Here is NBC News yesterday:

Some 60 Syrian refugees – many of them on hunger strike – are in a standoff with police at a ferry terminal in northern France.

The group has occupied a footbridge at the port of Calais, a popular crossing point into Britain, and is demanding the British government grant them asylum into the U.K.

Between 20 and 40 of the group have not eaten for two days, activists and protesters said.

Katie Wellington, an activist with the Calais Migrant Society who is at the port, said some 70 riot police attempted to clear the site on Friday morning. In response two Syrians climbed onto a roof and threatened to jump if their asylum demands were not met.

Wellington said the group has effectively given the British government an ultimatum: “Let us into the U.K. or we will die here.”

“These people have different reasons for wanting to come to the U.K.,” she said. “Many of them have family or communities there, and they feel they will get better protection from the [British] government than in France.”

Denis Robin, the prefect of the Pas-de-Calais region, told Sky News he has offered the Syrians, currently illegal migrants, asylum in France.

Mohammed:  “We are ignored.”

One of the protesters, 25-year-old Mohammed al Kayd, said he was an economics student studying in Damascus before he was forced to flee Syria one year ago.

“In Calais we sleep in the streets and no one asks us what we need or what happened to us. We are ignored,” he told NBC News via telephone.   [Well, Mohammed, apparently a good community organizer, managed to not be ignored by NBC.—ed]

Check out Mohammed’s travel route:

“I left Syria with a little bit of money which I had to spend on food and travel,” he said of his 2,000-mile journey across Europe. “I went through Jordan and from there through Egypt and to Italy by boat.

“The journey by boat lasted for 10 days [What?  Was he in a rowboat?—ed] and the last three of these I went without food. From Italy I went to France and traveled to Calais by train.”   [Sounds like he had a pretty easy time traveling across Europe which no longer has border checks on each country—ed]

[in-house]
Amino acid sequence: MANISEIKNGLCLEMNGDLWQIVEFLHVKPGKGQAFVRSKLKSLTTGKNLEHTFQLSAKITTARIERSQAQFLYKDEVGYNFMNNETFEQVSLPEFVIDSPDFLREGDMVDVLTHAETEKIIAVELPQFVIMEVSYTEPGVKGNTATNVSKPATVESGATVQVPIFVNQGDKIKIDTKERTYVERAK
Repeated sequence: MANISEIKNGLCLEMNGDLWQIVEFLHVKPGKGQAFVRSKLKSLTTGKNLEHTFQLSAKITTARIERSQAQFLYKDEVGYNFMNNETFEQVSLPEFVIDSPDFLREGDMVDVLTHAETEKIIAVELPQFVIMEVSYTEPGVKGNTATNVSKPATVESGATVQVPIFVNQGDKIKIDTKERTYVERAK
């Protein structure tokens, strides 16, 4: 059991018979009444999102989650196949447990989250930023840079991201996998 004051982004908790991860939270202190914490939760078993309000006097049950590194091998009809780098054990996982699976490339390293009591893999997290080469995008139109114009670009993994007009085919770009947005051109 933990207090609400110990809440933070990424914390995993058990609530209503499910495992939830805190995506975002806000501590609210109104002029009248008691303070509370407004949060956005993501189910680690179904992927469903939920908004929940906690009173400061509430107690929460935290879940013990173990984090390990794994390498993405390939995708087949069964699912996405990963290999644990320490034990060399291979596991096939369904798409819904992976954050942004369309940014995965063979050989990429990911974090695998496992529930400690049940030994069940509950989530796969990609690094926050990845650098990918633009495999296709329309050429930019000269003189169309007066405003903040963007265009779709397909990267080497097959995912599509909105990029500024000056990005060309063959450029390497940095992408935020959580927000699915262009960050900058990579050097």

At France 24 we learn that some of the poor and destitute travelers spent $13,000 to reach the port of Calais and they unleashed their anger at the French President where even the Socialist Hollande now apparently knows that an invasion is on.

Ali, a 38-year-old, can barely hide his anger, saying although French President Francois Hollande had taken a strong stand against the regime of President Bashar al-Assad for using chemical weapons, the French were not welcoming at all.

“Why does the president say one thing and the police another?” Ali said, adding that he had spent $13,000 (9,500 euros) to come to a country where the “president said ‘we must help Syrians.'”

“Here even animals are better treated than us,” he said.

$13,000!  $13,000!  Where the h*** is all that money coming from? 

Does no mainstream investigative reporter ever ask?  I believe young Muslim activists are being paid to lead these demonstrations, the question is, who is funding them?

I hear Al Azraq calling!  That is the state-of-the-art UN refugee camp in Jordan that sits empty.  How about packing all of the demanding Syrians up and taking them there (including the ones now plaguing Bulgaria).  Such action would send a message and other Syrians would think twice before heading off to Europe.  It is a simple solution, but too sensible for the UN.

For more information:  We never did make a special category for Syrian refugees (a mistake), but if you use our tags you should be able to find the dozens of posts on the topic.  (See tags in right hand side bar).